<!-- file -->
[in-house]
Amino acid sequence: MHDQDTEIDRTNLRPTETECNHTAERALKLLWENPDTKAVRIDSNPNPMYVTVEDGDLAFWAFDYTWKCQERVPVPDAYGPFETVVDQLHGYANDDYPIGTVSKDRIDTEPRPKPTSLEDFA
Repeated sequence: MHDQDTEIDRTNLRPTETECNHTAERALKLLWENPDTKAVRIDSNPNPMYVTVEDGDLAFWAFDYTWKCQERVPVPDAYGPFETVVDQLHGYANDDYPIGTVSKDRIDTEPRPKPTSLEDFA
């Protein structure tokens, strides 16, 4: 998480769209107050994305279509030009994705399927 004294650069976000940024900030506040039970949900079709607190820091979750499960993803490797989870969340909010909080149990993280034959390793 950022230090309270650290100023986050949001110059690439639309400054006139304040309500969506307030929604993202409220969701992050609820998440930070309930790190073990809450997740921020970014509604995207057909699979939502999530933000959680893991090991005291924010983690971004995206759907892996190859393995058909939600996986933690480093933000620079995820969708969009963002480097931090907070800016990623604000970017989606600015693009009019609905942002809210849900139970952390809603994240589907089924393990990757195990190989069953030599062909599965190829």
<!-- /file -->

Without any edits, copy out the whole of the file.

[in-house]
Amino acid sequence: MHDQDTEIDRTNLRPTETECNHTAERALKLLWENPDTKAVRIDSNPNPMYVTVEDGDLAFWAFDYTWKCQERVPVPDAYGPFETVVDQLHGYANDDYPIGTVSKDRIDTEPRPKPTSLEDFA
Repeated sequence: MHDQDTEIDRTNLRPTETECNHTAERALKLLWENPDTKAVRIDSNPNPMYVTVEDGDLAFWAFDYTWKCQERVPVPDAYGPFETVVDQLHGYANDDYPIGTVSKDRIDTEPRPKPTSLEDFA
């Protein structure tokens, strides 16, 4: 998480769209107050994305279509030009994705399927 004294650069976000940024900030506040039970949900079709607190820091979750499960993803490797989870969340909010909080149990993280034959390793 950022230090309270650290100023986050949001110059690439639309400054006139304040309500969506307030929604993202409220969701992050609820998440930070309930790190073990809450997740921020970014509604995207057909699979939502999530933000959680893991090991005291924010983690971004995206759907892996190859393995058909939600996986933690480093933000620079995820969708969009963002480097931090907070800016990623604000970017989606600015693009009019609905942002809210849900139970952390809603994240589907089924393990990757195990190989069953030599062909599965190829």